Once upon a Time in America

USA/Italy 1984, 255 mins
Director: Sergio Leone

In between shooting Once upon a Time in the West (1968) and A Fistful of Dynamite (1971), Leone fell in love with a 400-page novel about Jewish gangsters, The Hoods. Harry Grey, the author’s pseudonym, himself an ex-gangster, wrote it while doing time in Sing Sing. Leone met him at the end of the Sixties and was intrigued by this ex-hoodlum who responded with monosyllabic answers – ‘Yes, no, maybe’ was all he was able to drag out of him – and represented none of the glory of criminality as depicted by Hollywood, who also shared with him the same imagination, formed in cinema theatres. Leone understood that The Hoods would give him the opportunity to work, not on mythical characters as in his previous work, but on the Myth itself, on its transmission, on film genres and their derivations, on the infancy of the 20th century in a collective Recherche du Temps Perdu.

The construction of this cathedral (as Enrico Medioli called the preparatory work) took a long time. Eleven years passed between the making of Once upon a Time in America and his previous film, A Fistful of Dynamite. In an interview, Leone paraphrased Joseph Conrad when joking about the enormous amount of time it took to make the film: ‘I believed it was an adventure. Instead, it was life.’ According to those who collaborated with him between ’67 and ’77, Leone didn’t work on a script, instead the story evolved through infinite oral versions. The cinematographic rights to the novel weren’t initially available and after many fruitless attempts it would eventually be Alberto Grimaldi, the producer of some of Leone’s earlier work, as well as films by Fellini, Pasolini and Bertolucci, who managed to free up the rights and ask Norman Mailer to write a screenplay. Leone didn’t find that first draft interesting and for the rewrite he gathered an extraordinary group of Italian screenwriters around him: Franco Arcalli (Bertolucci’s brilliant collaborator), Enrico Medioli (writer of seven screenplays for Visconti), Leo Benvenuti and Piero De Bernardi (who, in Mario Monicelli’s film My Friends, reinterpreted the theme of friendship in an entirely new way). Later on, a young critic named Franco Ferrini joined the group (and, much later, during the final drafting of English language dialogue, Stuart Kaminsky). Medioli said: ‘None of us screenwriters are American, none of us are Jewish, none of us are gangsters. Everything is filtered through the cinema, rather than through literature.’

At the centre of the story are Noodles’ memories, shredded by the effects of opium, saturated with nostalgia, impossible to retell in chronological order, but Once upon a Time in America isn’t a biopic, it is the memory of a man’s life who, for over 30 years, has been examining and re-examining, over and over, his whole existence, specific details and events, obsessively retracing words, gestures, echoes from his past.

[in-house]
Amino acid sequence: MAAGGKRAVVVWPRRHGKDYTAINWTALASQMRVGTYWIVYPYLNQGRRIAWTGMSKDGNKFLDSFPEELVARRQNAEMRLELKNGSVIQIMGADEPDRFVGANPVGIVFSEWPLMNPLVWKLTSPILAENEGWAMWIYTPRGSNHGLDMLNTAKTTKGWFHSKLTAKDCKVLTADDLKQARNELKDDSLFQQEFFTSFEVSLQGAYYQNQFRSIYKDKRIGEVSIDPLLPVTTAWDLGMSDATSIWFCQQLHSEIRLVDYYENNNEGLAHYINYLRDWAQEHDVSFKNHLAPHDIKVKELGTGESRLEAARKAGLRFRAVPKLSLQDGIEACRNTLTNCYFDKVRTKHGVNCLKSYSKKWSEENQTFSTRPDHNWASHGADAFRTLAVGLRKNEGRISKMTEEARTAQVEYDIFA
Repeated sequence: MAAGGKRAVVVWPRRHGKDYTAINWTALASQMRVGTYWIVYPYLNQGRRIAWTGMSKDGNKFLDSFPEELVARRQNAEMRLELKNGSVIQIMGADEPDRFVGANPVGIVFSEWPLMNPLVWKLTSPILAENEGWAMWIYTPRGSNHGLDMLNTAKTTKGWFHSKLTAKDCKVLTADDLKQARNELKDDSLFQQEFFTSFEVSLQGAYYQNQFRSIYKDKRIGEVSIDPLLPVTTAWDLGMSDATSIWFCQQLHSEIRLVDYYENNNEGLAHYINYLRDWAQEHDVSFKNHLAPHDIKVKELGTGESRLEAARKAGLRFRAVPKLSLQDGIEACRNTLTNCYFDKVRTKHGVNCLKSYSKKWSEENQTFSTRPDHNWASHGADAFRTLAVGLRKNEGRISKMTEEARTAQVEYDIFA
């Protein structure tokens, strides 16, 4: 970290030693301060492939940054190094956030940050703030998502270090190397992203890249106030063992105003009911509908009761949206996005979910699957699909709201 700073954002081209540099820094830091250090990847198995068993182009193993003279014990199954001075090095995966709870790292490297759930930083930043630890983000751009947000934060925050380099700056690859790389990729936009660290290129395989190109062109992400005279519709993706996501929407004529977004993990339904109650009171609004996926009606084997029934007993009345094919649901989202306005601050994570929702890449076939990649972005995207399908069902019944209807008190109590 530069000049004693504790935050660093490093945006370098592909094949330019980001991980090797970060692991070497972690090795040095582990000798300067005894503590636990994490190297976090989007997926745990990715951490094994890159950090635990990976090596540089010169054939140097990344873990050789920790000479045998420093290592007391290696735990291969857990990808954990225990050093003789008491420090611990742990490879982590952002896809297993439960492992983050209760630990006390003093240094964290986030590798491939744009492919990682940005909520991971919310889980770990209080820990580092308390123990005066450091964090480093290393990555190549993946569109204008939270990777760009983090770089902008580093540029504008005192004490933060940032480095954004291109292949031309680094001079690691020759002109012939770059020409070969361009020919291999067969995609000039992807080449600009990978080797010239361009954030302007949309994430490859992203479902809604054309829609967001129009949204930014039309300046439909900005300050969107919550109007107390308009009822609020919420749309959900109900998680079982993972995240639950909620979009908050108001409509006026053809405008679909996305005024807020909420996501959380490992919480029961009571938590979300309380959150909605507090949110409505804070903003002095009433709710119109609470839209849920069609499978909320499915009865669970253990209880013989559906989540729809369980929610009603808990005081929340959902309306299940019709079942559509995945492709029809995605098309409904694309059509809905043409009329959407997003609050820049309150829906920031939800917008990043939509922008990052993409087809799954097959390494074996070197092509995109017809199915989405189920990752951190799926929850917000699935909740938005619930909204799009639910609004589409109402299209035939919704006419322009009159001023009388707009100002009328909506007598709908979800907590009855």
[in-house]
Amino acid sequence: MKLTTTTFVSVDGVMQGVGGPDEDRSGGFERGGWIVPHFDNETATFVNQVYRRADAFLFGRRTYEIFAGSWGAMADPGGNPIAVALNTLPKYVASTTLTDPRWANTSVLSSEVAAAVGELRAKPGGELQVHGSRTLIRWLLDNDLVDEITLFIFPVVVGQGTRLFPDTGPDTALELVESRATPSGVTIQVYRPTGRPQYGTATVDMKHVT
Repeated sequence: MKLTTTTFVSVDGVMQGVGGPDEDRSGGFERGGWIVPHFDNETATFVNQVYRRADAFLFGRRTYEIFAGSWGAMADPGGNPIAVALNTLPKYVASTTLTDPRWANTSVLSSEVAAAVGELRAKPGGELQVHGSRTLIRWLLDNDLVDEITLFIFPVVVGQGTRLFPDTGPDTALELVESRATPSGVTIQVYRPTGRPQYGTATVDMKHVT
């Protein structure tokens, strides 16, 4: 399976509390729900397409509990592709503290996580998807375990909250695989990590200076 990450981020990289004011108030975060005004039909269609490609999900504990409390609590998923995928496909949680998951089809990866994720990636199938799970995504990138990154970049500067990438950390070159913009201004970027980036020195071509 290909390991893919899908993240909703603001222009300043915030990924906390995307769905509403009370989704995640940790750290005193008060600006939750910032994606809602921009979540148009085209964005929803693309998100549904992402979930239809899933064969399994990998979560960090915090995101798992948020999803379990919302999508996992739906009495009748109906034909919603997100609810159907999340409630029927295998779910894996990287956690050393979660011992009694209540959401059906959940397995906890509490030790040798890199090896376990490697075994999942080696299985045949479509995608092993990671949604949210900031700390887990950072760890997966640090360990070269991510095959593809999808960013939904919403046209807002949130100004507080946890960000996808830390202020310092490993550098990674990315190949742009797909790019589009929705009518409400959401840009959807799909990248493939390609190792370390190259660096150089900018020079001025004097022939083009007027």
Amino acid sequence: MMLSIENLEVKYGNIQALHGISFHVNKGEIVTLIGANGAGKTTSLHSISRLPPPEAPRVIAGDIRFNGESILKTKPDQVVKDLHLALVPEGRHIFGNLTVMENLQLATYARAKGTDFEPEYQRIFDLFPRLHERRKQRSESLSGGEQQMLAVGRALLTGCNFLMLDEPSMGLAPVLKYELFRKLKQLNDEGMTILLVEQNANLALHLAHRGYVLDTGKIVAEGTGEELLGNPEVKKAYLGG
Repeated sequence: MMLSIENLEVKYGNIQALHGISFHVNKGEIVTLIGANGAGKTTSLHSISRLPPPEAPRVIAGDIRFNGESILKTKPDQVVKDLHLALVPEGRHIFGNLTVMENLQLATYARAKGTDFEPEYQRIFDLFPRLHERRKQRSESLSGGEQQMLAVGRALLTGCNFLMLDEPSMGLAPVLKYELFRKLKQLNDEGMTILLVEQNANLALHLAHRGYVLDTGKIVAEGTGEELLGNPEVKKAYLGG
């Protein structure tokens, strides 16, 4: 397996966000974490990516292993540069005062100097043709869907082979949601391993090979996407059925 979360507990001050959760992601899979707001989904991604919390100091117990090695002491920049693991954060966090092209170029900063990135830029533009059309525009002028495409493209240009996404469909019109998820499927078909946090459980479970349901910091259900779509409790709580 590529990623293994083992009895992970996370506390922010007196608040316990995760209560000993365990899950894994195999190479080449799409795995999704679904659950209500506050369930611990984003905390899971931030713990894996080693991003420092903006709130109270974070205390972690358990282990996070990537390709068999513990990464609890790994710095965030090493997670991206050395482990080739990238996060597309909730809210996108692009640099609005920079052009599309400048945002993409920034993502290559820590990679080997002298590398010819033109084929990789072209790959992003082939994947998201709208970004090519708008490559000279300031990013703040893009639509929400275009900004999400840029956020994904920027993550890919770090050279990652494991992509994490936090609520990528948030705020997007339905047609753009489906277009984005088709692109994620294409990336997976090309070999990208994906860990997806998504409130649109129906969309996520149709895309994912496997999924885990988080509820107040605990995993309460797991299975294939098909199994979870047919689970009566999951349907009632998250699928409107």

The result of this lengthy writing process was a screenplay of almost five hours in length, proving too much for Grimaldi, defeated by his experiences with Bernardo Bertolucci’s 1900, which had been released in two parts. In 1980, Leone met with Arnon Milchan and Warner Brothers and finally it appeared as though the film was on the verge of being made, also because Robert De Niro had accepted to play Noodles. De Niro offered him the possibility of letting ‘Pinocchio become a real boy’, thereby freeing him from the role of puppeteer and allowing him to become the narrator. The pairing of James Woods and Robert De Niro added an authentic and realistic force to the screenplay, which Leone’s cinema had not previously known.

Leone is the singer of this anthem to the cinema. However – and it goes without saying – if he hadn’t had some of the greatest artists from the golden age of Italian cinema by his side, he would never have been able to create a gem so precious, so richly faceted, so luminous. As in his previous films, Morricone’s soundtrack is in perfect symbiosis with the images, but here, for the first time, it contains some famous songs from the 20th century (as well as Rossini’s La gazza ladra) and is an integral part of the narration: it supports the jigsaw puzzle narrative structure, thus allowing us to temporally locate Noodles’ memories. Ennio Morricone already had the soundtrack prepared in the mid-Seventies and during the shoot it was used to inspire the actors, as they did in the silent era. The film was shot over nine months in Paris, Lake Como, New York, Rome, Miami, Venice, New Jersey and Montreal. It was one of the last epics to be shot before the advent of the digital age. Everything we see actually existed in front of the camera. Art director Carlo Simi, costume designer Gabriella Pescucci and cinematographer Tonino Delli Colli achieved a miracle of storytelling, recounting three eras with meticulous attention to detail, precision and scrupulous veracity while working between North America and Europe.